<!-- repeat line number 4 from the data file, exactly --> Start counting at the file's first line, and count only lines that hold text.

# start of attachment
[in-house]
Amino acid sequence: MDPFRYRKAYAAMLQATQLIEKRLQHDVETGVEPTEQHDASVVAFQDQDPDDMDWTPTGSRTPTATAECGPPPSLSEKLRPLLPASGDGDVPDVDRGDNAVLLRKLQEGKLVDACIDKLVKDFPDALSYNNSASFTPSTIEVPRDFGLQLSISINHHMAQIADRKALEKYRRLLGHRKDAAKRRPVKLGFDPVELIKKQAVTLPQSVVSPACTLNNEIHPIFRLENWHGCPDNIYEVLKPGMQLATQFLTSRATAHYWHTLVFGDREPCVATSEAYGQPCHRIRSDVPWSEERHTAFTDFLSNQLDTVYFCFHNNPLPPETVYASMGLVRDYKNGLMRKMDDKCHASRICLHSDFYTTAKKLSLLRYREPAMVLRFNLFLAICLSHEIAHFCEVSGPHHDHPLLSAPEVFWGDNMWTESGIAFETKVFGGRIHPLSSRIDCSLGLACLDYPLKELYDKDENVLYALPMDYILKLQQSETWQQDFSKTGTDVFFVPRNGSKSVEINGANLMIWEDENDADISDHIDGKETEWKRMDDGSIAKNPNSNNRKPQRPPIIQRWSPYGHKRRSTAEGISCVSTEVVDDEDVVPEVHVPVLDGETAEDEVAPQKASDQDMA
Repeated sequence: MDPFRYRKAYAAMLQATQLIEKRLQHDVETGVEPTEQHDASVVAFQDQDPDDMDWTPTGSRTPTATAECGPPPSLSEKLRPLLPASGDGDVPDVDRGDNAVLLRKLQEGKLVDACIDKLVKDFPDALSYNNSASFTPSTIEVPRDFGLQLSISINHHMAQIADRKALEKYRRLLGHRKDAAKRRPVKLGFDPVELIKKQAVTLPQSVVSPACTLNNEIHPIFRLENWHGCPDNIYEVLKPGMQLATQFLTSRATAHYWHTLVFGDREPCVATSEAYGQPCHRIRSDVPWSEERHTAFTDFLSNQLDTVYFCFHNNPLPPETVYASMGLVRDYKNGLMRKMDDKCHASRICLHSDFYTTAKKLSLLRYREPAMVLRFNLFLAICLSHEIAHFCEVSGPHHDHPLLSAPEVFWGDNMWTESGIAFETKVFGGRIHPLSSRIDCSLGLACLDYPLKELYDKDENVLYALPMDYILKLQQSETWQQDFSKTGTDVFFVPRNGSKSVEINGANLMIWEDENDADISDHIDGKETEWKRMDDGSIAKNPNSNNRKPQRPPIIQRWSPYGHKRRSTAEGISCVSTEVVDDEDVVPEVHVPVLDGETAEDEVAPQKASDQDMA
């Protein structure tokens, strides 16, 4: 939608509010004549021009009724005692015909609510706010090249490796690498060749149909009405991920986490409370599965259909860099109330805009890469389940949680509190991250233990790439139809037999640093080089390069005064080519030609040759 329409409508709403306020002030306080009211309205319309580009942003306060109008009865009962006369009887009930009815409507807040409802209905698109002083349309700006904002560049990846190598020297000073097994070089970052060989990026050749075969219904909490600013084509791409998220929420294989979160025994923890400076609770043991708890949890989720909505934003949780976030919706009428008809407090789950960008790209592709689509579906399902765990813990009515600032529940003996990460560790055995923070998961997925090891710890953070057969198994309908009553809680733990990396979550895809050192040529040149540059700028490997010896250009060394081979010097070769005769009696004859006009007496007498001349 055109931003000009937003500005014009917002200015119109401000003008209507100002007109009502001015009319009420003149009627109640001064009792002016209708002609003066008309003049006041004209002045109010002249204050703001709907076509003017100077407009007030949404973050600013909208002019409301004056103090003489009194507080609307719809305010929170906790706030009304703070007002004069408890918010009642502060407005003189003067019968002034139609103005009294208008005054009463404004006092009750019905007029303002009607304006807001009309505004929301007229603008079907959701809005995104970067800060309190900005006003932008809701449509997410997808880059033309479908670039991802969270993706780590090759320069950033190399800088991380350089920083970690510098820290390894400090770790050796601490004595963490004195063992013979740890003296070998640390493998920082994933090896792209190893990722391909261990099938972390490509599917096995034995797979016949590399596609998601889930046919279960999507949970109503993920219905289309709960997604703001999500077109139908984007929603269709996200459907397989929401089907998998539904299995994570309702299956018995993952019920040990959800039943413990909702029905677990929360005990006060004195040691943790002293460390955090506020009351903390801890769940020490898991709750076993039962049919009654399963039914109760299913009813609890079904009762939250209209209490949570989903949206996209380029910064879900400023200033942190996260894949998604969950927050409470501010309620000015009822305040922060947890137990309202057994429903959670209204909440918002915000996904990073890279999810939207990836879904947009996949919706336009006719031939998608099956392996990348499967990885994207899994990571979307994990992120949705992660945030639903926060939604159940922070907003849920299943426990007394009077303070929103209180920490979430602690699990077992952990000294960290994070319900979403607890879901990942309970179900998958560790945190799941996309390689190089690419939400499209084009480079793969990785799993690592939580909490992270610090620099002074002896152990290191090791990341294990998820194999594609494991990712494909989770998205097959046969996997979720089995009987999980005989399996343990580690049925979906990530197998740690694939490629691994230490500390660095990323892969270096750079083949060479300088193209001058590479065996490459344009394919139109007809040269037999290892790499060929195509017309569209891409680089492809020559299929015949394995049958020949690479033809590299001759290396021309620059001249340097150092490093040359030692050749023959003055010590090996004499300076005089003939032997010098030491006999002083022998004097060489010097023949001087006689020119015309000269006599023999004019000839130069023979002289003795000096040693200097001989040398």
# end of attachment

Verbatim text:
């Protein structure tokens, strides 16, 4: 939608509010004549021009009724005692015909609510706010090249490796690498060749149909009405991920986490409370599965259909860099109330805009890469389940949680509190991250233990790439139809037999640093080089390069005064080519030609040759 329409409508709403306020002030306080009211309205319309580009942003306060109008009865009962006369009887009930009815409507807040409802209905698109002083349309700006904002560049990846190598020297000073097994070089970052060989990026050749075969219904909490600013084509791409998220929420294989979160025994923890400076609770043991708890949890989720909505934003949780976030919706009428008809407090789950960008790209592709689509579906399902765990813990009515600032529940003996990460560790055995923070998961997925090891710890953070057969198994309908009553809680733990990396979550895809050192040529040149540059700028490997010896250009060394081979010097070769005769009696004859006009007496007498001349 055109931003000009937003500005014009917002200015119109401000003008209507100002007109009502001015009319009420003149009627109640001064009792002016209708002609003066008309003049006041004209002045109010002249204050703001709907076509003017100077407009007030949404973050600013909208002019409301004056103090003489009194507080609307719809305010929170906790706030009304703070007002004069408890918010009642502060407005003189003067019968002034139609103005009294208008005054009463404004006092009750019905007029303002009607304006807001009309505004929301007229603008079907959701809005995104970067800060309190900005006003932008809701449509997410997808880059033309479908670039991802969270993706780590090759320069950033190399800088991380350089920083970690510098820290390894400090770790050796601490004595963490004195063992013979740890003296070998640390493998920082994933090896792209190893990722391909261990099938972390490509599917096995034995797979016949590399596609998601889930046919279960999507949970109503993920219905289309709960997604703001999500077109139908984007929603269709996200459907397989929401089907998998539904299995994570309702299956018995993952019920040990959800039943413990909702029905677990929360005990006060004195040691943790002293460390955090506020009351903390801890769940020490898991709750076993039962049919009654399963039914109760299913009813609890079904009762939250209209209490949570989903949206996209380029910064879900400023200033942190996260894949998604969950927050409470501010309620000015009822305040922060947890137990309202057994429903959670209204909440918002915000996904990073890279999810939207990836879904947009996949919706336009006719031939998608099956392996990348499967990885994207899994990571979307994990992120949705992660945030639903926060939604159940922070907003849920299943426990007394009077303070929103209180920490979430602690699990077992952990000294960290994070319900979403607890879901990942309970179900998958560790945190799941996309390689190089690419939400499209084009480079793969990785799993690592939580909490992270610090620099002074002896152990290191090791990341294990998820194999594609494991990712494909989770998205097959046969996997979720089995009987999980005989399996343990580690049925979906990530197998740690694939490629691994230490500390660095990323892969270096750079083949060479300088193209001058590479065996490459344009394919139109007809040269037999290892790499060929195509017309569209891409680089492809020559299929015949394995049958020949690479033809590299001759290396021309620059001249340097150092490093040359030692050749023959003055010590090996004499300076005089003939032997010098030491006999002083022998004097060489010097023949001087006689020119015309000269006599023999004019000839130069023979002289003795000096040693200097001989040398």